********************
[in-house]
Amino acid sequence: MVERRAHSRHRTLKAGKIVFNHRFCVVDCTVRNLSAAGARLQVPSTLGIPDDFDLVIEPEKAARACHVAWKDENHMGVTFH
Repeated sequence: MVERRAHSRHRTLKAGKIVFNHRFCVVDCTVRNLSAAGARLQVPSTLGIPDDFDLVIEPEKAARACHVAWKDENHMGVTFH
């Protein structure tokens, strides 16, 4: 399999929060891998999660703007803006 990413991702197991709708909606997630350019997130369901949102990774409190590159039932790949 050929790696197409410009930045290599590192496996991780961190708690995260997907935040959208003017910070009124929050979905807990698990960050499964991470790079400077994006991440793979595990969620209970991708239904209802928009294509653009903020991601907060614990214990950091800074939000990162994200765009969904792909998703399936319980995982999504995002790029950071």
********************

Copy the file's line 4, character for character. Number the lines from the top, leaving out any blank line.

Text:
């Protein structure tokens, strides 16, 4: 399999929060891998999660703007803006 990413991702197991709708909606997630350019997130369901949102990774409190590159039932790949 050929790696197409410009930045290599590192496996991780961190708690995260997907935040959208003017910070009124929050979905807990698990960050499964991470790079400077994006991440793979595990969620209970991708239904209802928009294509653009903020991601907060614990214990950091800074939000990162994200765009969904792909998703399936319980995982999504995002790029950071």